Some people have asked me about Gareth and what he was like as a skipper. I know he doesn’t give much away in his skippers blogs and lots of people, including my parents, were annoyed at this but there’s method in the madness. Due to the fact that all boats get sent all the skippers reports every morning report, Gareth (who is very tactical in the way he sails) puts very little in his blogs about what we are actually doing sailing wise as he doesn’t want to give too much away. I think personally that he’s a fantastic skipper, and although when you first meet him, he comes across very serious and focused, once being on the boat with him for a couple of days he lets his guard down and was actually lots of fun. He’s very inclusive of the crew with tactical decisions, an example of this being when we were deciding whether we go West with the rest of the fleet towards America and tack down towards the doldrums giving us a good distance to finish the whole way or take a risk of going East and picking up more wind and being on a better angle when we tacked for Rio. He basically came up on deck during happy hour and said ‘Here’s the deal, if we risk it we either come first or last, what do you guys want to do?’ And with his help and expertise we decided that we should take the risk…and all I can say is that it paid off! All the boats which went to the East came in the top 3 (over the line not overall finish).
As for things such as happy hour and team morale and bonding, I think out of the whole fleet we were one of the teams which got on the best! Although, at times there were minor disagreements or fallings out, I think we worked so well as a team because we all had the same goal! To win (or get on that podium)! Gareth is very competitive and doesn’t hide the fact that he is in this race to win, and it’s hard not to get caught up in his excitement when we are doing well! I understand that not everyone is doing Clipper to win the race or even get a top 3 position but I don’t think that matters, the fact is that you are still part of the team and everyone respects that and allows you to get involved as much or as little as you like. But my advice would be if you’re not happy about something on your watch, speak up. Tell everyone over breakfast that you’d like to helm during this watch, or you’d like to learn how to read the GRIB files etc. You’ll be surprised how keen people will be to teach you stuff and to make sure you’re getting a go at everything.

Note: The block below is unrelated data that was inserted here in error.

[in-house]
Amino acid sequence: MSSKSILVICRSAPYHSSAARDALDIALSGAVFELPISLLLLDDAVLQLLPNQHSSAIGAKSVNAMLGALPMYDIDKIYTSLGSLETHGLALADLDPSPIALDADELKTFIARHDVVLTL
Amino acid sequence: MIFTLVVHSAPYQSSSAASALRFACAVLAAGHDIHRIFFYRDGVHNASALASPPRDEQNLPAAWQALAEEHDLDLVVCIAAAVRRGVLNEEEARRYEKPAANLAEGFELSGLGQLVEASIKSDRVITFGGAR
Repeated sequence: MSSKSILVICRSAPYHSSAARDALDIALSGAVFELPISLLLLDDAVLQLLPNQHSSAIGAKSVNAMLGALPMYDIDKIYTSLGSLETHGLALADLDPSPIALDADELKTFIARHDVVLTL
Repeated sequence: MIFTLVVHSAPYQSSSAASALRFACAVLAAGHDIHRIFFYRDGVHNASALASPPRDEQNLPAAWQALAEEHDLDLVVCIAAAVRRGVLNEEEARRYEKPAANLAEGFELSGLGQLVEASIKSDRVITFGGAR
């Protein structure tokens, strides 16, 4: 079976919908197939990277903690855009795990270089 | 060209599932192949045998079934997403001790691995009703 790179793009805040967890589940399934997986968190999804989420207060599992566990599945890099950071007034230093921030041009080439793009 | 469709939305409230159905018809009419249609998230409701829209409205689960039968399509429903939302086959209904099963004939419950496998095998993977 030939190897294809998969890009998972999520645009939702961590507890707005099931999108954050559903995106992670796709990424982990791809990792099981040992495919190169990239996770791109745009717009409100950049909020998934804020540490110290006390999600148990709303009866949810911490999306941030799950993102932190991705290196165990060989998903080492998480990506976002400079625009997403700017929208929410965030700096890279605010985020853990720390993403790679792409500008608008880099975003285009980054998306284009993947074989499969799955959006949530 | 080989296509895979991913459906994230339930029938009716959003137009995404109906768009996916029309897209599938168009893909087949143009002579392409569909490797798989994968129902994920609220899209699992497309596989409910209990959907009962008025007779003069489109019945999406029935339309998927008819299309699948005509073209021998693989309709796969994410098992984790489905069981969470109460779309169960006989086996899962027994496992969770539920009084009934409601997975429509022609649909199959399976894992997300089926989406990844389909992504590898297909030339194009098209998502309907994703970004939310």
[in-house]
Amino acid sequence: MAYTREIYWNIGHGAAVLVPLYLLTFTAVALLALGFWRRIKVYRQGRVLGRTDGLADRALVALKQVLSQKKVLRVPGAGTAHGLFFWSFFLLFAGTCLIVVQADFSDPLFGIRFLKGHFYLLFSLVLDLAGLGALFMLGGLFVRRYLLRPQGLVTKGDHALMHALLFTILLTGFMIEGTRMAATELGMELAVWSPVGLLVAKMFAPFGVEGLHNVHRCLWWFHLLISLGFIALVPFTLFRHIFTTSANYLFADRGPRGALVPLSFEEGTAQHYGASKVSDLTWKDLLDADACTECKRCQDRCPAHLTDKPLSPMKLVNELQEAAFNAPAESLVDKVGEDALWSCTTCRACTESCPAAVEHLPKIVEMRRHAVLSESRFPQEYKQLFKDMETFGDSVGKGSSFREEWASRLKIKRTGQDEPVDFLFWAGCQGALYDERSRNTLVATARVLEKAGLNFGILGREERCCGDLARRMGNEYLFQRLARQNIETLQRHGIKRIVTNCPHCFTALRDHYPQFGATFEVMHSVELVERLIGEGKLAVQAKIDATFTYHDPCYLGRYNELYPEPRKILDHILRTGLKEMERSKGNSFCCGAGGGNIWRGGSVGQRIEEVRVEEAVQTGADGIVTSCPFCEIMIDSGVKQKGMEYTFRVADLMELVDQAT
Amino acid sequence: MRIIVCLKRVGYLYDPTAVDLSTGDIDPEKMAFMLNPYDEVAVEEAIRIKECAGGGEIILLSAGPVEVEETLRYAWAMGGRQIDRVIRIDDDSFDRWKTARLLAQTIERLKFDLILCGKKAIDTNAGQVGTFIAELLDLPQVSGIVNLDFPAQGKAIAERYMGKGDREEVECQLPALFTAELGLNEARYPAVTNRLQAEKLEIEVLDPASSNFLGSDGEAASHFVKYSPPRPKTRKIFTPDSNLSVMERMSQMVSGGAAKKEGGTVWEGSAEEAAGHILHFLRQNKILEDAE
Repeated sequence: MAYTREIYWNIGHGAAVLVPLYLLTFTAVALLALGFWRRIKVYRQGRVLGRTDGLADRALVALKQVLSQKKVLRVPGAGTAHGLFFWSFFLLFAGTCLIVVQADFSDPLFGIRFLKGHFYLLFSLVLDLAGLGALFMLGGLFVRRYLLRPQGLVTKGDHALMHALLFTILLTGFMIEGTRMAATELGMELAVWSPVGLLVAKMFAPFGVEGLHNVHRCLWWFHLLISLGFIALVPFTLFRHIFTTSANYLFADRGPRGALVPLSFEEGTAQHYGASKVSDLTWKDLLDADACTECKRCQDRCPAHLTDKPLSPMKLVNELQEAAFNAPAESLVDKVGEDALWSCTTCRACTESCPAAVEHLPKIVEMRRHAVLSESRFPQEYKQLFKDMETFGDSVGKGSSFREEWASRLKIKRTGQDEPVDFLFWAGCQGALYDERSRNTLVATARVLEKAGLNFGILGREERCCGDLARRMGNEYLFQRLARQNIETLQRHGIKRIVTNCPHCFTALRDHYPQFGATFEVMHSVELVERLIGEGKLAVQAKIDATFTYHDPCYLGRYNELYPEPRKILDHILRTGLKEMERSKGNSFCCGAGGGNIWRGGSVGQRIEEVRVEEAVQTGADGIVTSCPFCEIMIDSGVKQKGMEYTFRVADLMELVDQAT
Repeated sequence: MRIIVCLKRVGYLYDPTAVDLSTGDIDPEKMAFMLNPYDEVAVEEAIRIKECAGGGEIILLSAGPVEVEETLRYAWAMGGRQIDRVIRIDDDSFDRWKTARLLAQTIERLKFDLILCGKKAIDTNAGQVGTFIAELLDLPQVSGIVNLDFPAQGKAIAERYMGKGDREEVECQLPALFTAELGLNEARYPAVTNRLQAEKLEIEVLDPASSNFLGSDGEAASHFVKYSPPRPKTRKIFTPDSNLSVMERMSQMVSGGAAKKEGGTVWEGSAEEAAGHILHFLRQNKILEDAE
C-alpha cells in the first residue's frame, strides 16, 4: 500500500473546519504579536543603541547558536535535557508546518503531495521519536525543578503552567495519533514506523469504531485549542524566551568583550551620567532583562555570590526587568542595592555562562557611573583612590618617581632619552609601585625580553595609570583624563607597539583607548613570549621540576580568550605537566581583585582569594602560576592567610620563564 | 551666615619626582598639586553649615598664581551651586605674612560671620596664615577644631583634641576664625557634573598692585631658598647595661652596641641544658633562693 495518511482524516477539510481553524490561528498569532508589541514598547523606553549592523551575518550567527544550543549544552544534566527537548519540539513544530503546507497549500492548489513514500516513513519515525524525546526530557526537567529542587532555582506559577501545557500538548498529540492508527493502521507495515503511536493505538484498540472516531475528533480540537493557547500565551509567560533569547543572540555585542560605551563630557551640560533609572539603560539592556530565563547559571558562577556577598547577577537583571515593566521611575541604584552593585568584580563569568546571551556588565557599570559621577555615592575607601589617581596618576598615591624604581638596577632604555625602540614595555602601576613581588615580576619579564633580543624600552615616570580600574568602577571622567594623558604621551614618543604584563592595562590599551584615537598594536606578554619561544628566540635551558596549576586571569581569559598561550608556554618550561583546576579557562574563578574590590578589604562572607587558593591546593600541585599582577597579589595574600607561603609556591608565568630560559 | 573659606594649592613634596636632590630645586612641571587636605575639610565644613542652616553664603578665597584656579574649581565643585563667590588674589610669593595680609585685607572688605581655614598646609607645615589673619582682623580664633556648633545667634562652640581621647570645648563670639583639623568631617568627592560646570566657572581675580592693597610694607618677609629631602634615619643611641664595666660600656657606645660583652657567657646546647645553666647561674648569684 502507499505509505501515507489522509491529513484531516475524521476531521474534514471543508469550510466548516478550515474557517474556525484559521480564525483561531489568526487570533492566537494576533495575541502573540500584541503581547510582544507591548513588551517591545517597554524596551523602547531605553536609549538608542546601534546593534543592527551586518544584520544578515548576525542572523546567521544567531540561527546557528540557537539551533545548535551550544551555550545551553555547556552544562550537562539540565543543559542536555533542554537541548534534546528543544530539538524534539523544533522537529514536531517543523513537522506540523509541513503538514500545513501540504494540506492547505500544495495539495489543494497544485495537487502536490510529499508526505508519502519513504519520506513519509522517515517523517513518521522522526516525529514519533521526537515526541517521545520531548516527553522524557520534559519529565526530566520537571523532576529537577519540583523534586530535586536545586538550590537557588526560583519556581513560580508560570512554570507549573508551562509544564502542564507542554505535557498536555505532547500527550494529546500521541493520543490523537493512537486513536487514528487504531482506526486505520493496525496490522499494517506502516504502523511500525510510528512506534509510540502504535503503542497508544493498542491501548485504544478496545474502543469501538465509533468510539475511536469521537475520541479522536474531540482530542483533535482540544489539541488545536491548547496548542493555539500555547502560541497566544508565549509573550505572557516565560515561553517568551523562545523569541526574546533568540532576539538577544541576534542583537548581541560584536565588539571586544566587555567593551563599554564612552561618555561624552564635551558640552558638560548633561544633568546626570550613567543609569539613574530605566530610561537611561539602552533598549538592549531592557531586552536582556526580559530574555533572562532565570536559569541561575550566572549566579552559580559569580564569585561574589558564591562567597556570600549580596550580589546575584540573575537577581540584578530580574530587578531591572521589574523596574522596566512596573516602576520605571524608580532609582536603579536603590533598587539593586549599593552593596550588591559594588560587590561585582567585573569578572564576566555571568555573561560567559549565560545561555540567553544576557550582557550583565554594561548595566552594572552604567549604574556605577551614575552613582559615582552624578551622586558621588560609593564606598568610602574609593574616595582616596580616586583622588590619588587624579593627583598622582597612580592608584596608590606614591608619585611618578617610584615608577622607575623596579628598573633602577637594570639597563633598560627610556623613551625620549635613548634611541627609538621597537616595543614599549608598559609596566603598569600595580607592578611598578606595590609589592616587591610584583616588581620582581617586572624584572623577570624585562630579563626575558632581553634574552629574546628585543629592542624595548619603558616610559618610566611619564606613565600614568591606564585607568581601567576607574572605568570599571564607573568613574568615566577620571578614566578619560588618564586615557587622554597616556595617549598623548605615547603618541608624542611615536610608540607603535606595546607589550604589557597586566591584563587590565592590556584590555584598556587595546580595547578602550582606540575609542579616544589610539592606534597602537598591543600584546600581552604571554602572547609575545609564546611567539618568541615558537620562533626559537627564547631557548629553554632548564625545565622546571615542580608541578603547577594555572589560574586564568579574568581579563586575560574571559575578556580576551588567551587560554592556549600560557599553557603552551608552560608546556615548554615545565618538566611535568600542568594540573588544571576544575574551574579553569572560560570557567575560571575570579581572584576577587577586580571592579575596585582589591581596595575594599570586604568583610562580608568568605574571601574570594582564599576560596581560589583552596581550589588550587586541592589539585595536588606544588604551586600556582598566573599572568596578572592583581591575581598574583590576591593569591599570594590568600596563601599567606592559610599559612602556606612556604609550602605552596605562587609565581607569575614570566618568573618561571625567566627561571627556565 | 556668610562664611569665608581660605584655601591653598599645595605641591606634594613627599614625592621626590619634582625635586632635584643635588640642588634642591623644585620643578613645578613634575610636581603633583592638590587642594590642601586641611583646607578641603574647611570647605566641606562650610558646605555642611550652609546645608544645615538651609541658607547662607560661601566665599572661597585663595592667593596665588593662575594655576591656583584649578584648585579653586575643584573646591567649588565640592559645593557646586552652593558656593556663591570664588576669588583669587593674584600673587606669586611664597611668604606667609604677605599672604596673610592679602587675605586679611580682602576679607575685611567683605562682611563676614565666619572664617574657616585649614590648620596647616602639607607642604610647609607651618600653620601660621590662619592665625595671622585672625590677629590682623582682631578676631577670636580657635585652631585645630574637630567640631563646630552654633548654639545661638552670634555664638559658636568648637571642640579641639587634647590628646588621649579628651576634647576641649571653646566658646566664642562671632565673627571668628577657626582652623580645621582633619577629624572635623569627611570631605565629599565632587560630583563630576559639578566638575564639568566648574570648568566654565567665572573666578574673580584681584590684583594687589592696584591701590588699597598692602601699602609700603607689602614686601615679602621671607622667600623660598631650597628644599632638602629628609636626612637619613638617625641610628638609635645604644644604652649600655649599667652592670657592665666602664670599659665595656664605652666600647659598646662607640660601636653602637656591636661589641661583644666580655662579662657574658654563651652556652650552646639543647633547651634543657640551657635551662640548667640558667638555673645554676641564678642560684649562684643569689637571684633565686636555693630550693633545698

I have to admit it wasn’t what I was expecting! My training had prepared me for gale force winds, freezing cold conditions and huge waves…what it didn’t prepare me for was the doldrums which is basically the complete opposite to everything I have just listed. Basically imagine water which is so still that you can see your own reflection in it, now imagine that by as far as you can see on all sides. Adding to that was the pure heat which you cannot escape from!! Clipper prepare you for the cold but they do not prepare you (or don’t prepare you enough) for the heat. It ended up being 20 crew members cramped into any shade on deck you could find for most of the days in the doldrums.
Another thing which Clipper does not prepare you for is how sore your bum is going to get!! Although at times it is very go, go go, I’m not going to lie that there is also a lot of sitting around! And sitting around for hours on end in damp clothes (everything is damp by the end even if you try drying at the back of the boat) your bum gets red and sore and numb! By the end of leg 1 I couldn’t sit down on deck without having to sit on my feet or a rope because the deck just gets too hard after a while! It’s also very hard to dry out so your bum just stays damp which sucks! So a warning, a dry bum means a non sore bum!
But overall, I had the most amazing adventure!! I saw some amazing wildlife which included whales (we nearly hit two humpbacks!) loads of dolphins, a leather back turtle and loads of birds! I got to swim in water 5000m deep in the doldrums and got to take Qingdao, our lovely little red boat, over the finish line in Rio’s harbour being looked over by Christ the Redeemer. Not being on the boat with the guys makes me sad every time I think about it (I have just started University and am trying to catch up with the work I have missed while I was away) and if I had the opportunity to carry on I would have taken it! It’s hard to describe the feeling of having completed an Ocean Race but I can say that it is hard to feel alive after it’s over! Enjoy every second of it! And take each day as it comes, if you start looking too far ahead you miss the new things that you’re experiencing everyday on the boat.
In the words of Sir Robin, the Clipper Race was the best thing I’ve done in my life…so far!
Olive (WOOHOO, for Lawrence)